This Belgium Supermarket Plans To Sell Food Grown On Its Rooftop Garden

Produce that is cultivated by the supermarket will be fresher and less expensive.


This summer in Belgium, visitors to the Delhaize supermarket chain in Ixelles will receive produce that’s about as fresh as it gets. This is because the food market has plans to begin selling vegetables that are grown in a garden and greenhouse on top of its building.

The Brussel Times reports that 320 square meters (3,444 square feet) will be devoted to growing produce. Half will be used for a greenhouse and half to cultivate vegetables in the open air. When the seasons change and it becomes too cool or rainy to grow crops outdoors, the greenhouse will allow the store to continue growing produce indoors. Most notably, vegetables cultivated in the rooftop garden will be fresher and less expensive than organic options. The produce might be nutrient-dense and high-quality, but it cannot technically be labeled “organic” as it is “not cultivated directly in natural soil but on a rooftop,” says the supermarket.

The Delhaize supermarket hopes local schools and the community take advantage of the rooftop garden and become educated on the benefits of growing locally through visits and participation.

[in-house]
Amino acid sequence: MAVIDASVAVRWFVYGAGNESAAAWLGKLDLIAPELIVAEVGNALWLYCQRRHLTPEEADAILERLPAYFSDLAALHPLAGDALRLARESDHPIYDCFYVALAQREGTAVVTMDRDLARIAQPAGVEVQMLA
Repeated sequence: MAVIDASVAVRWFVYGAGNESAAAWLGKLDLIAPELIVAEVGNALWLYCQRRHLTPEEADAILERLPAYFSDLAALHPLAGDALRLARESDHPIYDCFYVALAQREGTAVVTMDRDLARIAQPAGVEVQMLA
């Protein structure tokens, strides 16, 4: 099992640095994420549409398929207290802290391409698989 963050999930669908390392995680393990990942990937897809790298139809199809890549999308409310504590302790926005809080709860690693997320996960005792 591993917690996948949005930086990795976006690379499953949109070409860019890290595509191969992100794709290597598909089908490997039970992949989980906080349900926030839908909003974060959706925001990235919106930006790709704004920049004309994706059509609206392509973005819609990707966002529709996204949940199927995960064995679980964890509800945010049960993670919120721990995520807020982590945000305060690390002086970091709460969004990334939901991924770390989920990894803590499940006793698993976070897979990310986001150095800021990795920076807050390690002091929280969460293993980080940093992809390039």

Commented Brussels Minister for the Environment, Céline Fremault:

“Developing healthy, quality vegetables, based upon short cycles, is one of the challenges for the Brussels region…If everyone embraces the idea, as Delhaize has done, we will attain our target of 30 percent of fruit and vegetable production through urban agriculture, way before 2035, as is currently planned.”

“If everyone embraces the idea, as Delhaize has done, we will attain our target of 30% of fruit and vegetable production through urban agriculture, way before 2035, as is currently planned,” she added.

As of yet, the Delhaize supermarket is unsure of how much food can be grown. However, it is eager to become the “first food store in Belgium” to undertake such an initiative and seeks to inspire other supermarkets in the process. 

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